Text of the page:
Lady Bird Johnson: You want to listen for about one minute to—
President Johnson: Yes, ma’am.
Lady Bird Johnson: —my critique, or would you rather wait till tonight?
President Johnson: Yes, ma’am. I’m willing now.
Lady Bird Johnson: I thought that you looked strong, firm, and like a reliable guy. Your looks were splendid. The close-ups were much better than the distance ones.
President Johnson: Well, you can’t get ‘em [the TV producers] to do it . . . the distance ones.
Lady Bird Johnson: Well, I would say this: there were more close-ups than there were distance ones.
During the statement, you were a little breathless and there was too much looking down and I think it was a little too fast. Not enough change of pace, a drop in voice at the end of sentence.
There was a considerable pick-up in drama and interest when the questioning began. Your voice was noticeably better, and your facial expressions noticeably better.
Lady Bird Johnson: When you’re going to have a prepared text, you need to have the opportunity to study it a little bit more, and to read it with a little more conviction, and interest, and change of pace. Because—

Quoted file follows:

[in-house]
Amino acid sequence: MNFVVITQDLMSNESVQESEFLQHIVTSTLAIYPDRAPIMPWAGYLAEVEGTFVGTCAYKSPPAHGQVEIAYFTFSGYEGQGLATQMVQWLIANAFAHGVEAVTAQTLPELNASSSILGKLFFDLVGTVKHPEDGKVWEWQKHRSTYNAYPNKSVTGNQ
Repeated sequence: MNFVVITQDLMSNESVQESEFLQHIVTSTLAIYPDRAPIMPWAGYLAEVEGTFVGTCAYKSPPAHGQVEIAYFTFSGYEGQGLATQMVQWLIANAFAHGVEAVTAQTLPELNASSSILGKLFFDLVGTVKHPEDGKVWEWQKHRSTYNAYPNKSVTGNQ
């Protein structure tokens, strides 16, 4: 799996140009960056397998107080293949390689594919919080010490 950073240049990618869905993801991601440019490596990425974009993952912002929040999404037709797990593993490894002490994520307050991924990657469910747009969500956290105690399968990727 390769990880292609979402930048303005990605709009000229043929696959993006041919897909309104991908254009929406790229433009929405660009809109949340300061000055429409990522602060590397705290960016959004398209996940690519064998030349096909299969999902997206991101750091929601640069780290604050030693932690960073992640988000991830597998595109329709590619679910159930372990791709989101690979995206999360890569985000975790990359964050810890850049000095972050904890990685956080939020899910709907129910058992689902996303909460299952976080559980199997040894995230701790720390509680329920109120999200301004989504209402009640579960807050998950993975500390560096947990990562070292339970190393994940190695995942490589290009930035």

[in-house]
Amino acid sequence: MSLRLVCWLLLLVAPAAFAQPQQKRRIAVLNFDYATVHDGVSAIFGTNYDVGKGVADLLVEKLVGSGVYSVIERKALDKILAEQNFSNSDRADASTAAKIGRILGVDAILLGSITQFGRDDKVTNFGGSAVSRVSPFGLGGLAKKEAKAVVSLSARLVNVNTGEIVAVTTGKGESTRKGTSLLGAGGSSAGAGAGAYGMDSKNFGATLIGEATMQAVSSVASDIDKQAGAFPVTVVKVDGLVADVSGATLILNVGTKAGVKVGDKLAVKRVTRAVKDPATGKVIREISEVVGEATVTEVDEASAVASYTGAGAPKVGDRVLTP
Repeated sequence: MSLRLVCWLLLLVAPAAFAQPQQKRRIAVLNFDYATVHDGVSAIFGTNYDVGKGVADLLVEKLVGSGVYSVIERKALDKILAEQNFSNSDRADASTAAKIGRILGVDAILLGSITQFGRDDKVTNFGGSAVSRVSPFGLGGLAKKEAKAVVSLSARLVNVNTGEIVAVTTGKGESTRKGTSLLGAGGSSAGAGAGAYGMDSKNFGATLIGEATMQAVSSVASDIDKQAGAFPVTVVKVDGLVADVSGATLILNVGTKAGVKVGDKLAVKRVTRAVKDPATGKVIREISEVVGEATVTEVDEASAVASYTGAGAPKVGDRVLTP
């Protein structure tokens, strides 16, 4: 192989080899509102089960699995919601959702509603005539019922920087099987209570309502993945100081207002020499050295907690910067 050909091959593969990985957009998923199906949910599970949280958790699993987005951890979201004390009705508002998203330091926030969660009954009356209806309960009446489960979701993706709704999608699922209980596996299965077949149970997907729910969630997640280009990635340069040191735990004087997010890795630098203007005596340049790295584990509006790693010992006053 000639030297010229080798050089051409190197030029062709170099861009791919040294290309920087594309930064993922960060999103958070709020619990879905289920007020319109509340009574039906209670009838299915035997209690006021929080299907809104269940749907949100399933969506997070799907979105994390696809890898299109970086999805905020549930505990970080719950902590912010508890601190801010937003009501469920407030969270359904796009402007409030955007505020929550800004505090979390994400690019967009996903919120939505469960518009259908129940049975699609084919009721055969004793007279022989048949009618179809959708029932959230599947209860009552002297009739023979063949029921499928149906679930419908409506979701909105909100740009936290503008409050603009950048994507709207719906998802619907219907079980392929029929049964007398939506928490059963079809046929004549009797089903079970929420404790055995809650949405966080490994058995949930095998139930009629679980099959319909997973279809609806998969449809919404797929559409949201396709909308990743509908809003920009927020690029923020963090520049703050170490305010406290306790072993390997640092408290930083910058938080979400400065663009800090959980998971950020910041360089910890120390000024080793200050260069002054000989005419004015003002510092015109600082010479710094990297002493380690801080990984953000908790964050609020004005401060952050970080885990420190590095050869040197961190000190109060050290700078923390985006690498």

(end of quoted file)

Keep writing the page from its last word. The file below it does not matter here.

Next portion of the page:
President Johnson: Well, the trouble is they [the White House media] criticize you for taking so much time. They want to use it all for questions. Then their questions don’t produce any news, and if you don’t give ‘em news, you catch hell.
So my problem was trying to get through before 10 minutes, and I still ran 10 minutes today.
Lady Bird Johnson: I believe if I’d had that choice, I would have said use 13 minutes, or 14, for the statement.
In general, I’d say it was a good “B+.” How do you feel about it?
President Johnson: [quickly] I thought it was much better than last week.
Lady Bird Johnson: [unconvinced] Well, I heard last week, [you] see, and didn’t see it. And didn’t hear all of it.